8. Do you remember the first story you ever wrote?  If so, what was it about?

I’m not sure it was the first, but I have somewhere a nice little handwriting book that I wrote a story in when I was maybe 5 or 6? I don’t even know what it was about. Hopefully I’ve gotten better at story structure since, but I think I’ve gotten worse at handwriting.

I’ve never met an author who actually likes their own handwriting.

9. What has been the most difficult part of your writing journey?  The best part?

Deciding to rewrite or kill. I’m not sure sometimes, often even, if I should rework the entire story or chuck it and start over knowing the things I know now. There is a huge cyclical nature to it and I’d like to use that better when I can. But I get so hung up on I put SO much work into this story and I hate throwing it all out and only keeping the knowledge that I’ve gained when I feel like I should keep more.

The best part is the bringing the story to life. I love that moment when I do the final audio record and even though I’ve worked and reworked and re reworked the story to death it still pulls at my heartstrings and makes me feel all the things. I love those moments.

I know what you mean about deciding whether to keep working on it or to move on. It’s hard to know if/when any idea becomes no longer worth the work.

10. Of all the writing advice you’ve received, what helped you the most?

All the writing advice is wrong. Seriously. The best thing to hear is that all the super prescriptive “you have to do it this way Or Else” things are wrong. Work your way.

11. Tell us about your current project and any others you’re working on.

Always working on Smoke Jumper’s stories. Shifters and protecters of the woods. And a thousand pieces of flash fiction.

For the record, I totally blame you for my newfound obsession with flash fiction. I’d never written anything that short before and now I can’t stop. And it’s all your fault.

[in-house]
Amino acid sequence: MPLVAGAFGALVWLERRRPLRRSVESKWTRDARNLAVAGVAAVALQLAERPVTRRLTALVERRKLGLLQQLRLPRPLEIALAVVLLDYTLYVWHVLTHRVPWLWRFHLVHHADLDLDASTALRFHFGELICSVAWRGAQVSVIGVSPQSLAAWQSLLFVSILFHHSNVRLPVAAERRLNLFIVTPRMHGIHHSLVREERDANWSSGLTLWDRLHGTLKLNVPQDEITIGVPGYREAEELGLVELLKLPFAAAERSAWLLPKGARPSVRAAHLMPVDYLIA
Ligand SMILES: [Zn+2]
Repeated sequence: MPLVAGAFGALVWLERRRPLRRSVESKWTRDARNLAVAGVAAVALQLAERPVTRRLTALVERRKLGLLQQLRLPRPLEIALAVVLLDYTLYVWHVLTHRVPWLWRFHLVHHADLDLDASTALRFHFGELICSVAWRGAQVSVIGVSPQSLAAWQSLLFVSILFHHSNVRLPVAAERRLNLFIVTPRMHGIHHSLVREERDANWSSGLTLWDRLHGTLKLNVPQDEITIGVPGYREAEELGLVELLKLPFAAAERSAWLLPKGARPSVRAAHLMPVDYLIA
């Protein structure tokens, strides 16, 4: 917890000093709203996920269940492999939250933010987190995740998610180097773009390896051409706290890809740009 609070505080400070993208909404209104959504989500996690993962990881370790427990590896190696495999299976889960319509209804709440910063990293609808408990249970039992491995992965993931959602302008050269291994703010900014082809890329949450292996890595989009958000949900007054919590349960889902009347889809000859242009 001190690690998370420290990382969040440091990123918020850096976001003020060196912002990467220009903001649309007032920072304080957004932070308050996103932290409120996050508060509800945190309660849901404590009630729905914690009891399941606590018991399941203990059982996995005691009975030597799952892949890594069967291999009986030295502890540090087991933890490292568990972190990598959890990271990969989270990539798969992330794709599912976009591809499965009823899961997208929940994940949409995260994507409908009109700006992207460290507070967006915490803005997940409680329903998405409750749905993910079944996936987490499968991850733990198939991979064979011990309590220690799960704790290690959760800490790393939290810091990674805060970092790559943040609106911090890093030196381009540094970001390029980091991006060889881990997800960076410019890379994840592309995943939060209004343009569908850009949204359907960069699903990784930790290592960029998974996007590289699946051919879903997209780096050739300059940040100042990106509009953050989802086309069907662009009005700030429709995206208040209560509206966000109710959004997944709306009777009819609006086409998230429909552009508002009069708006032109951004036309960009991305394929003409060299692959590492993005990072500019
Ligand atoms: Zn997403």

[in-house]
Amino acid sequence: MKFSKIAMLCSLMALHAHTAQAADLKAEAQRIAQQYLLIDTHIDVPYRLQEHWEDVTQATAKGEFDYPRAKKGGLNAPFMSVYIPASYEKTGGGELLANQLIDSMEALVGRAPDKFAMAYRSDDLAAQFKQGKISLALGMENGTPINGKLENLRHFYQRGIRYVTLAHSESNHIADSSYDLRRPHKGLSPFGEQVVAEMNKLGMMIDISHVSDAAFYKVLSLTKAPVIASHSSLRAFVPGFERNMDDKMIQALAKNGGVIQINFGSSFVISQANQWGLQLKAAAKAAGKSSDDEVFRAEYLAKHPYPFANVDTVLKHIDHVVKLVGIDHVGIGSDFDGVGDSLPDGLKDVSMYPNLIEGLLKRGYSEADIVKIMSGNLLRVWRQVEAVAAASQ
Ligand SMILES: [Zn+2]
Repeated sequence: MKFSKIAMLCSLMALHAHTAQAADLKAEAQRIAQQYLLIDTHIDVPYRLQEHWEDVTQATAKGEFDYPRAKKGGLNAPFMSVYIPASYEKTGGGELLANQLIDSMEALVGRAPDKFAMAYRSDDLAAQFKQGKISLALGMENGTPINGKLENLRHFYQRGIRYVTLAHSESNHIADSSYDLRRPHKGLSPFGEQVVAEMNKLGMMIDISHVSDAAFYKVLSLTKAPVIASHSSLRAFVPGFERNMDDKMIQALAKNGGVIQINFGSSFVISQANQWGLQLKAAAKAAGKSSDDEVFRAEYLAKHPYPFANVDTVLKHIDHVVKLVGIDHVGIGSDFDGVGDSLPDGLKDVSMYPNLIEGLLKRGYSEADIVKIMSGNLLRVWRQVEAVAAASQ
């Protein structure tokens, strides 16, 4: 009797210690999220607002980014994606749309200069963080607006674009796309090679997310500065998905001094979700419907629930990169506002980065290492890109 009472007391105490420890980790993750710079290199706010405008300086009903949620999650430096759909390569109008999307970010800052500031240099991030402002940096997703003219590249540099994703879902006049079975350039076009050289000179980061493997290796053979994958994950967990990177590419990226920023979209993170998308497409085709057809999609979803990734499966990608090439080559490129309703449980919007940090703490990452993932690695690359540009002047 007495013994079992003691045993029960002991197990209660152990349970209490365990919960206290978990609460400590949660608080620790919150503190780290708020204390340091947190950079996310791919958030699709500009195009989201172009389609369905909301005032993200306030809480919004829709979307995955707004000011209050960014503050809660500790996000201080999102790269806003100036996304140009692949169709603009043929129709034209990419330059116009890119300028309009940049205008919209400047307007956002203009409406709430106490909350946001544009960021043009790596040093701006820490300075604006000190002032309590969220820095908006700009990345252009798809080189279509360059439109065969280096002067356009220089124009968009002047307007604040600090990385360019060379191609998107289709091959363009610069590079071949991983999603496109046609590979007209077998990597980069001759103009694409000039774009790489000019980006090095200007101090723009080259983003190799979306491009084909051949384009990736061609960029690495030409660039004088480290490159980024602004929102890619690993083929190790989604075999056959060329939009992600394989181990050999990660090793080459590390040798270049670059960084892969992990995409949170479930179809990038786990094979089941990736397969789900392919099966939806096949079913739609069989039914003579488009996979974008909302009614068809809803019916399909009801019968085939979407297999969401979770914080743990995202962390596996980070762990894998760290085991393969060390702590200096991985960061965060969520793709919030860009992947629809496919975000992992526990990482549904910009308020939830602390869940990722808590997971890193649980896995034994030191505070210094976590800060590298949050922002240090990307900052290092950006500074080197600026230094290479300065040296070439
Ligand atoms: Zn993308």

Fun Stuff About You

12. Besides writing and reading, what are some of your other interests?

Podcast! Audio!

I love audio, I love taking a piece of work and turning it into something else. Giving that additional layer of life and breath to the story. I do audiobook narration and of course the 600 Second Saga podcast (and if anyone hasn’t listened to your episodes, especially Ann, they have to!).

Aww, thanks.

13. If you could become an instant expert at any one thing, what would it be and why?

Being charming. Just being perfectly, incredibly, impossibly charismatic. It’s a skill that is so far outside my universe I’m not even sure how it works, it is one of 2 things that I think are legitimate magic in our world. (The other being impossibly large amounts of money.)

14. You’ve just won an all expenses paid trip to anywhere in the world.  Where would you go?

Antarctica is pretty appealing. But really? Space. I want to go to space. I know you said in the world, but I reject that and say an all expense paid trip I entered would be for space. Up. All the way.

That’s awesome!

Final Thoughts

15. How can people connect with you?

Twitter is great, @MariahAvix and my website

16. Anything else you’d like to tell us?

Stories are very important. Tell them.

Thanks for sharing a bit about you, Mariah!